Firstly let me say that the Cardshark is not one of my favourite books, however I have the greatest respect for Darwin as a performer, artist, thinker and author, and I have greatly enjoyed re reading and studying the book again. When I say that it is not one of my favourite books it is only that the magic and tricks in the book do not fit my style of magic, however they are great tricks and the book is worthy of study by all magicians who want to do card magic.
One of the issues that face’s many magicians when performing is the need to hide the skill that is used to achieve the effect. While audiences can admire the artistry of a juggler and also the skill that is used to achieve it, the same is true for musicians, painters, actors and writers. In a way the audiences can admire the skill and also the effect, while with a magician the skill is hidden so that the mystery can be maintained, and only the effect is visible for the audience to admire. However there is a genre of magic where the audience can admire both the skill as well as the effect and that is the gambling demonstration and two of the best are in the Cardshark, the cross and the sting and if you have seen Michael Vincent’s masterly performance of these you will know how beautiful and powerful they are. I have performed both these tricks over the years since I first read them, and have found that both of them have got great reactions, but for me I think that the cross is the better trick as it is easier for a non card play audience to understand, however both of these tricks are worthy of study.
From what I have said it is no surprise that two of my favourite tricks come from the first section of the book impromptu Miracles and the third from Gambling Routines.
The first trick is Signature Effect, this to me is a really strong effect that can be done without any advance preparation it is similar in effect to Chicago Opener but without having to carry a card with a different colour back. This effect plays really strong and it allows you to give the spectator the card which has been magically changed as a souvenir and every time they look at the card they will be reminded of you and the trick.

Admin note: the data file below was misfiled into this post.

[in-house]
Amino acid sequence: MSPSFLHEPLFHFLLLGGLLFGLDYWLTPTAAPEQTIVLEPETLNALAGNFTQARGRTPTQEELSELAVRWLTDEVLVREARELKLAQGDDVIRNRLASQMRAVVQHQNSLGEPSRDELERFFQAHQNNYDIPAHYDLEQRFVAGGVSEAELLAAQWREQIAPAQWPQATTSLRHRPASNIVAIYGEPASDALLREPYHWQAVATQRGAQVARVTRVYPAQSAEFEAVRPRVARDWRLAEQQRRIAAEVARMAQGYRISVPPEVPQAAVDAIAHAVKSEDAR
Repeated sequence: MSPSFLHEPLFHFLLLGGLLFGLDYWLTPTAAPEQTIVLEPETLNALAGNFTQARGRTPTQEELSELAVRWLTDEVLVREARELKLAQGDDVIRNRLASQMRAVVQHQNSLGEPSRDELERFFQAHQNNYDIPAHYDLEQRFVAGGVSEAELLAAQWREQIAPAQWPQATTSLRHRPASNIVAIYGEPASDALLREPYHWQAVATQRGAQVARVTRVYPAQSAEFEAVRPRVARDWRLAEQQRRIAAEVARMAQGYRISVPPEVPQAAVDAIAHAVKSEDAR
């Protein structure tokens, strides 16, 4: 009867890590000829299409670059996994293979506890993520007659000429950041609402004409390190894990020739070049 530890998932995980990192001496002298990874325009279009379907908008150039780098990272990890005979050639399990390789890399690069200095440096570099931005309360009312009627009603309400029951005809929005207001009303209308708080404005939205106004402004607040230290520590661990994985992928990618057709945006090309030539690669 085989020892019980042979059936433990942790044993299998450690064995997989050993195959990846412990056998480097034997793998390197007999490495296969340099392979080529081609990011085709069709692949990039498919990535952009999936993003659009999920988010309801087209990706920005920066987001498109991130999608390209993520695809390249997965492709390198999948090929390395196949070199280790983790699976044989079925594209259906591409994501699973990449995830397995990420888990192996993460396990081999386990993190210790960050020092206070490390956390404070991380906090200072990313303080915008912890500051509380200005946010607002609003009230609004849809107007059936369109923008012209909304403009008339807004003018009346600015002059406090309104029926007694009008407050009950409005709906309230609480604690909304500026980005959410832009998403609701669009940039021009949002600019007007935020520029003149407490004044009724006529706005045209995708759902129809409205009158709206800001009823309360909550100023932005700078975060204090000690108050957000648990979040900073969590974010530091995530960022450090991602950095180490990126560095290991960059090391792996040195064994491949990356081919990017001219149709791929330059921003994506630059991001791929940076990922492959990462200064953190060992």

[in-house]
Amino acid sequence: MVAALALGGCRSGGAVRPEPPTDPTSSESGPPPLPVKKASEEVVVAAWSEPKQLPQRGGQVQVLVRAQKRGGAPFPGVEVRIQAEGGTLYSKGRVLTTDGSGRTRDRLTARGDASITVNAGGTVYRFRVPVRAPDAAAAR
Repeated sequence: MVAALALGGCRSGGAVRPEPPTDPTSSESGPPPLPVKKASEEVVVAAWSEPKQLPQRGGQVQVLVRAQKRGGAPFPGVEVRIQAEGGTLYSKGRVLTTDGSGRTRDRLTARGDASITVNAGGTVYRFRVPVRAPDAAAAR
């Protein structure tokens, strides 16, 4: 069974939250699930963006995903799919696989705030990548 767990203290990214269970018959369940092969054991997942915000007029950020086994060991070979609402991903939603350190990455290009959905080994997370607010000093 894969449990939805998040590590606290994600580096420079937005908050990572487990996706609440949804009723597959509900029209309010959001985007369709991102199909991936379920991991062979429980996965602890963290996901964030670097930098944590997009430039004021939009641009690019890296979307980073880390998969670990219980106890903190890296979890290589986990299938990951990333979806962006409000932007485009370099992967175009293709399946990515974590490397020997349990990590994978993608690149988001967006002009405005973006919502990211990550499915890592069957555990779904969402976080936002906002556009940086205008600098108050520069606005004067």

The second trick is Kartenkunste, I have always like the Hofziner’s ace trick, but Darwin makes this a really strong trick. In all the version I have seen the ace changes to the spectators card while it is in the packet but Darwin has the ace change while the spectators is holding the card and this really make the trick very strong and memorable.
The third trick is the Cross and in my mind this is really a strong gambling effect that is impromptu, has a surprise ending, plays really strong and does not need the spectator to know about poker or gambling, what more do you want.
Even though I have said that this is not my one of my favourite books, I have really enjoyed rereading it and studying the effects and it has reminded me of three trick that I used to do and now will do again. I would recommend anyone to read this book, even if you do not find any tricks that you want to use, looking at how Darwin structures an effect and understating why he makes certain choices is an education and something that can be used when devising your own tricks.
Shiv is an outstanding card man and his knowledge on the subject of card magic is stunning. His early inspirations were Fred Kaps, Dai Vernon, Fred Robinson, Eric Mason and Roy Walton. His evaluation on our book of the month is well worth reading, if only to take a walk inside his mind and experience his point of view about the book. His opinions are firmly rooted in the lasting impressions he desire to leave his audience with, one of total astonishment, the experience of magic – leaving no possible explanation. His choice of material will always be governed by this context.
I want to thank Shiv for sharing his thoughts with us.
I hope this will inspire the rest of you to send me your thoughts – yours might be next to feature.